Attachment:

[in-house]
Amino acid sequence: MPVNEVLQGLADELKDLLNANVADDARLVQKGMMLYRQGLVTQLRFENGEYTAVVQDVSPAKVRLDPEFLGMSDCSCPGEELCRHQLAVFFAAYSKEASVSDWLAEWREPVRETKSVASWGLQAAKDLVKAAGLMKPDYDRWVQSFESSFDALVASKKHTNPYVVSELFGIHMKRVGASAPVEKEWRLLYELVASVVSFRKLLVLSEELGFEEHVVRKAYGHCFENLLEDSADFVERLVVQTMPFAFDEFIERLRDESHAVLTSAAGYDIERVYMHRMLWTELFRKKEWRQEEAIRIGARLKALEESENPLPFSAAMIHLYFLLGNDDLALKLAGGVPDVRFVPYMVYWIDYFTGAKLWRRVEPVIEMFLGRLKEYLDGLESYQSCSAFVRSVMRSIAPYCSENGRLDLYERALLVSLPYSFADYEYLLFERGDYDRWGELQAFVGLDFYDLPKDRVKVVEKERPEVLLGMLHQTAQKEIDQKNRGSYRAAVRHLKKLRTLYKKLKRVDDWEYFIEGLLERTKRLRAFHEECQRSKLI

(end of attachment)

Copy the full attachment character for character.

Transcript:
[in-house]
Amino acid sequence: MPVNEVLQGLADELKDLLNANVADDARLVQKGMMLYRQGLVTQLRFENGEYTAVVQDVSPAKVRLDPEFLGMSDCSCPGEELCRHQLAVFFAAYSKEASVSDWLAEWREPVRETKSVASWGLQAAKDLVKAAGLMKPDYDRWVQSFESSFDALVASKKHTNPYVVSELFGIHMKRVGASAPVEKEWRLLYELVASVVSFRKLLVLSEELGFEEHVVRKAYGHCFENLLEDSADFVERLVVQTMPFAFDEFIERLRDESHAVLTSAAGYDIERVYMHRMLWTELFRKKEWRQEEAIRIGARLKALEESENPLPFSAAMIHLYFLLGNDDLALKLAGGVPDVRFVPYMVYWIDYFTGAKLWRRVEPVIEMFLGRLKEYLDGLESYQSCSAFVRSVMRSIAPYCSENGRLDLYERALLVSLPYSFADYEYLLFERGDYDRWGELQAFVGLDFYDLPKDRVKVVEKERPEVLLGMLHQTAQKEIDQKNRGSYRAAVRHLKKLRTLYKKLKRVDDWEYFIEGLLERTKRLRAFHEECQRSKLI